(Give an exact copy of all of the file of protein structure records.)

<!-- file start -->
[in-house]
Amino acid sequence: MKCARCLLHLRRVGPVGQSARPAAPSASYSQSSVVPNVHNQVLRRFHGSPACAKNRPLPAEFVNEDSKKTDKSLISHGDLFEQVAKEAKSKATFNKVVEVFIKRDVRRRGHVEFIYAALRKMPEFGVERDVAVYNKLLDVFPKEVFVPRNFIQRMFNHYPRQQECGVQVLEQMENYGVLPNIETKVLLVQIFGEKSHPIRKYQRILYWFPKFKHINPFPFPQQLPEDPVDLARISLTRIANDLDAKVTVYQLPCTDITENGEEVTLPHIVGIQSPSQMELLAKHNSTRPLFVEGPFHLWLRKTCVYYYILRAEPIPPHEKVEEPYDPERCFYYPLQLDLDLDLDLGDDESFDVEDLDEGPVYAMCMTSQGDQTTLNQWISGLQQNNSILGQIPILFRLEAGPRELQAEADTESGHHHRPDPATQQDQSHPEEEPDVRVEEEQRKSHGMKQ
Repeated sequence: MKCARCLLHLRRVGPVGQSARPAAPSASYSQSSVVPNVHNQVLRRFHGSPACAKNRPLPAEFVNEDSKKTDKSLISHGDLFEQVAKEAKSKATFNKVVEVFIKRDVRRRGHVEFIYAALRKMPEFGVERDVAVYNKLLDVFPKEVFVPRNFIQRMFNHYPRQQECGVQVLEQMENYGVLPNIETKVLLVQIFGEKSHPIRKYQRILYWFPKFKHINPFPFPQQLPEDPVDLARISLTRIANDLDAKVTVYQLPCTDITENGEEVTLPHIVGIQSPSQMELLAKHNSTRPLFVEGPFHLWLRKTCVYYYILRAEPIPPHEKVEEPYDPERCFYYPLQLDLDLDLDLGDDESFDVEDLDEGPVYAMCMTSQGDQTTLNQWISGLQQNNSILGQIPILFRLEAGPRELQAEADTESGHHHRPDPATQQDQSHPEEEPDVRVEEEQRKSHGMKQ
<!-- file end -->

[in-house]
Amino acid sequence: MKCARCLLHLRRVGPVGQSARPAAPSASYSQSSVVPNVHNQVLRRFHGSPACAKNRPLPAEFVNEDSKKTDKSLISHGDLFEQVAKEAKSKATFNKVVEVFIKRDVRRRGHVEFIYAALRKMPEFGVERDVAVYNKLLDVFPKEVFVPRNFIQRMFNHYPRQQECGVQVLEQMENYGVLPNIETKVLLVQIFGEKSHPIRKYQRILYWFPKFKHINPFPFPQQLPEDPVDLARISLTRIANDLDAKVTVYQLPCTDITENGEEVTLPHIVGIQSPSQMELLAKHNSTRPLFVEGPFHLWLRKTCVYYYILRAEPIPPHEKVEEPYDPERCFYYPLQLDLDLDLDLGDDESFDVEDLDEGPVYAMCMTSQGDQTTLNQWISGLQQNNSILGQIPILFRLEAGPRELQAEADTESGHHHRPDPATQQDQSHPEEEPDVRVEEEQRKSHGMKQ
Repeated sequence: MKCARCLLHLRRVGPVGQSARPAAPSASYSQSSVVPNVHNQVLRRFHGSPACAKNRPLPAEFVNEDSKKTDKSLISHGDLFEQVAKEAKSKATFNKVVEVFIKRDVRRRGHVEFIYAALRKMPEFGVERDVAVYNKLLDVFPKEVFVPRNFIQRMFNHYPRQQECGVQVLEQMENYGVLPNIETKVLLVQIFGEKSHPIRKYQRILYWFPKFKHINPFPFPQQLPEDPVDLARISLTRIANDLDAKVTVYQLPCTDITENGEEVTLPHIVGIQSPSQMELLAKHNSTRPLFVEGPFHLWLRKTCVYYYILRAEPIPPHEKVEEPYDPERCFYYPLQLDLDLDLDLGDDESFDVEDLDEGPVYAMCMTSQGDQTTLNQWISGLQQNNSILGQIPILFRLEAGPRELQAEADTESGHHHRPDPATQQDQSHPEEEPDVRVEEEQRKSHGMKQ